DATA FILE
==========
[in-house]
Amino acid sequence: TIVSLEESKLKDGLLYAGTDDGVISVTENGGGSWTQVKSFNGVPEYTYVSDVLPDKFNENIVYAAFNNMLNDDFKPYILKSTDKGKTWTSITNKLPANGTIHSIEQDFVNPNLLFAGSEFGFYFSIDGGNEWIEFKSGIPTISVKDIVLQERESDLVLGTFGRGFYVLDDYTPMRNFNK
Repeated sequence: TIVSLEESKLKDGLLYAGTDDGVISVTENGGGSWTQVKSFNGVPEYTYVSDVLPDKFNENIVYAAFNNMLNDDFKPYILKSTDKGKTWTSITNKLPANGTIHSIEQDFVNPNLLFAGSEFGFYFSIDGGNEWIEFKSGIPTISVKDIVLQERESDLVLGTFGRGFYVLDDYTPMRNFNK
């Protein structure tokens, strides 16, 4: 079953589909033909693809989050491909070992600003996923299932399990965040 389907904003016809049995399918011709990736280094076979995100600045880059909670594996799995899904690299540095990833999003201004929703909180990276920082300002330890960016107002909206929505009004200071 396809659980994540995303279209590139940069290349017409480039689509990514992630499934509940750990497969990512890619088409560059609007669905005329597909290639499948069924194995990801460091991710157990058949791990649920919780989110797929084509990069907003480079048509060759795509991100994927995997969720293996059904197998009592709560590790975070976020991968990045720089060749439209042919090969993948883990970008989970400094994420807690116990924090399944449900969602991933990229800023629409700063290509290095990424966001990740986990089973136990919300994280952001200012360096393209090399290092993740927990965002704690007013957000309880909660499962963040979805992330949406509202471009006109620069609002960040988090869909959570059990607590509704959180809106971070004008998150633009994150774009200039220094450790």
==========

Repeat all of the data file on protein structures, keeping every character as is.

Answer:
[in-house]
Amino acid sequence: TIVSLEESKLKDGLLYAGTDDGVISVTENGGGSWTQVKSFNGVPEYTYVSDVLPDKFNENIVYAAFNNMLNDDFKPYILKSTDKGKTWTSITNKLPANGTIHSIEQDFVNPNLLFAGSEFGFYFSIDGGNEWIEFKSGIPTISVKDIVLQERESDLVLGTFGRGFYVLDDYTPMRNFNK
Repeated sequence: TIVSLEESKLKDGLLYAGTDDGVISVTENGGGSWTQVKSFNGVPEYTYVSDVLPDKFNENIVYAAFNNMLNDDFKPYILKSTDKGKTWTSITNKLPANGTIHSIEQDFVNPNLLFAGSEFGFYFSIDGGNEWIEFKSGIPTISVKDIVLQERESDLVLGTFGRGFYVLDDYTPMRNFNK
């Protein structure tokens, strides 16, 4: 079953589909033909693809989050491909070992600003996923299932399990965040 389907904003016809049995399918011709990736280094076979995100600045880059909670594996799995899904690299540095990833999003201004929703909180990276920082300002330890960016107002909206929505009004200071 396809659980994540995303279209590139940069290349017409480039689509990514992630499934509940750990497969990512890619088409560059609007669905005329597909290639499948069924194995990801460091991710157990058949791990649920919780989110797929084509990069907003480079048509060759795509991100994927995997969720293996059904197998009592709560590790975070976020991968990045720089060749439209042919090969993948883990970008989970400094994420807690116990924090399944449900969602991933990229800023629409700063290509290095990424966001990740986990089973136990919300994280952001200012360096393209090399290092993740927990965002704690007013957000309880909660499962963040979805992330949406509202471009006109620069609002960040988090869909959570059990607590509704959180809106971070004008998150633009994150774009200039220094450790």